Outcome of upfront is anybody’s guess

May 13, 2002  •  Post A Comment

Uncertainty was the shaky word from media executives on the eve of this year’s TV upfront advertising market, the annual sell-a-thon where marketers buy a season’s worth of commercial time.
At the second annual Electronic Media/ Upfront Television Advertising Summit last week in New York, executives noted that though market conditions have improved, not all is well with TV advertising.
“The economy is healthier, but there is a lot of uncertainty,” said Mel Berning, president of U.S broadcast, Bcom3 Group MediaVest Worldwide, New York, on a panel of network executives. “Unemployment is up, and corporate profits look horrible.”
Some categories will indeed slow down-particularly pharmaceuticals. The $2 billion direct-to-consumer drug category, which grew by double-digit increases over the past several years, slowed to just 7 percent growth in 2001, said Donna Campanella, director and team leader for media, Pfizer.
“We are seeing a maturity in the marketplace,” she said. “We’ll still be spending, but we may need to take a step back.” Direct to consumer advertising has come under increased scrutiny from Congress lately.
One point on which media executives agreed is that the marketplace will not return to the days when broadcast network upfront selling was completed in four days.
“A slower pace is to everyone’s benefit,” said Dan Rank, managing director of broadcast, OMD USA, New York. “The timing will be similar to last year-about mid-June.”
Media buying executives also expressed concerns about network program development. “The broadcast networks took the easy way out with news shows and, more recently, reality and game shows,” said Donna Speciale, executive VP, national and local broadcast, Grey Global Group’s MediaCom, New York. “But this is not sticking. There has not been a hit in a year and a half. [Networks] are going backward. Airing Mary Tyler Moore and Carol Burnett [specials] is pretty sad.”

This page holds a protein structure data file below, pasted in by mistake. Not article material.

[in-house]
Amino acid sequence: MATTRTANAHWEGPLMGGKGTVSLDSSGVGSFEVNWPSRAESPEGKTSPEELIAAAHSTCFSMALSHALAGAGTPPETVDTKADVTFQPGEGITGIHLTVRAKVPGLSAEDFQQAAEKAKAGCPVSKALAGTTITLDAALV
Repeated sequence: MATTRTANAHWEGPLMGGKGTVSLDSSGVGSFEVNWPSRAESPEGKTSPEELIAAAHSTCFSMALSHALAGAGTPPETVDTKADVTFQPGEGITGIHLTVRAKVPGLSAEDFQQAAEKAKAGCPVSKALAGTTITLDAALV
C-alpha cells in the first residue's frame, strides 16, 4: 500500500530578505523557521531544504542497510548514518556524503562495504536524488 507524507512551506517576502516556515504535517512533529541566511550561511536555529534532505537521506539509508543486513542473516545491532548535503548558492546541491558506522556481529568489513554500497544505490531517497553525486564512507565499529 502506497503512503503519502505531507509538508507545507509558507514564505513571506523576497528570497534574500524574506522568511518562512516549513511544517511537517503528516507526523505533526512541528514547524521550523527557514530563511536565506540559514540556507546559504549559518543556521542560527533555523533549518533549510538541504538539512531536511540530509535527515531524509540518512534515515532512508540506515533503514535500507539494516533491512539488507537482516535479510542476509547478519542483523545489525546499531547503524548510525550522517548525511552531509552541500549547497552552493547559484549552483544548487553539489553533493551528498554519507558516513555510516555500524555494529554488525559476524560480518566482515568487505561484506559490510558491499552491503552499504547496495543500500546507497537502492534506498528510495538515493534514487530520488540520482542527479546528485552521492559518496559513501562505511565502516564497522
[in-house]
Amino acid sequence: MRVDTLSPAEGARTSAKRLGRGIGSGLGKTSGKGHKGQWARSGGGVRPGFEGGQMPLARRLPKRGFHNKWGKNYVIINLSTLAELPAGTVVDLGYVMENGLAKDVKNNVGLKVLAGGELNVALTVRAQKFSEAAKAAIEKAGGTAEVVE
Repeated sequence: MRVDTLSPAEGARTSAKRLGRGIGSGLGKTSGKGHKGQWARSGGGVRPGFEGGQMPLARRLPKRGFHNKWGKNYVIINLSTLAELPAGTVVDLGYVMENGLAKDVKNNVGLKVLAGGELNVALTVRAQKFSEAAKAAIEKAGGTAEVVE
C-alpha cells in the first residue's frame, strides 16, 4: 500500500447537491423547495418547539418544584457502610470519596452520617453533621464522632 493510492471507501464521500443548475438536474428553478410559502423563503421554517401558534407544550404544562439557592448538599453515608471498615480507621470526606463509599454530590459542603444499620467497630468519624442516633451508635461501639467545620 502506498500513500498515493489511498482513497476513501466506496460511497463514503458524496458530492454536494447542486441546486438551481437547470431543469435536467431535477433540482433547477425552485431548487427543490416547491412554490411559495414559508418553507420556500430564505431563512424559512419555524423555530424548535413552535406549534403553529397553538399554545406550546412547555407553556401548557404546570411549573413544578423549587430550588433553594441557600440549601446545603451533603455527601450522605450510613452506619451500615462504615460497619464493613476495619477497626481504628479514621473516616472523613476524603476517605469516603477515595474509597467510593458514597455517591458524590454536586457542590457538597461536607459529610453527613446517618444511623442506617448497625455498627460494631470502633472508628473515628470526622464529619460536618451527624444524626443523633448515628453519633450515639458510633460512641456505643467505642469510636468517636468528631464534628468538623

Executives were most uncertain about the syndication business-in which last year program suppliers cut budgets by some 30 percent. One executive on the summit’s syndication panel, Fred Dubin, executive VP and director of national broadcast, Mediaedge:cia, questioned: “Is syndication a stepsister in these mega-media companies?”
Not surprisingly, syndication sales side executives disagreed.
“Syndication is playing an increased role in cross-media deals,” said Michael Teicher, executive VP, media sales, Warner Bros. Domestic Television Distribution.
Good news for cable networks could come as a result of increased network pricing. “The danger is on the broadcast network side-they charge twice the [cost per thousand] of what [a] cable network charges,” Mr. Rank said, adding for cable, “clearly, the difference is on the supply-and-demand ratio. It’s almost impossible for cable networks to sell out.”
Information-centric cable channels such as ESPN, CNBC and CNN, which run video plus an assortment of other graphics on screen at the same time, may face their own special challenge going forward: clutter. Ed Erhardt, president of ESPN ABC Sports Customer Marketing, worries about selling “whole screen” advertising vs. “partial screen” advertising. “It may not be an issue this year, but it could next year,” he said.
Keynote speaker Chris Clouser, executive VP and chief global marketing officer, Burger King Corp., cited concerns over media consolidation as well as media agencies that want to retain their old-line commission structures.
“That doesn’t work anymore,” he said. “Would you pay your mechanic [with] a percentage of the parts he used to fix your car?” Mr. Clouser said.
He added that agencies should perhaps consider contingency fees that would link pay to their clients’ sales performance.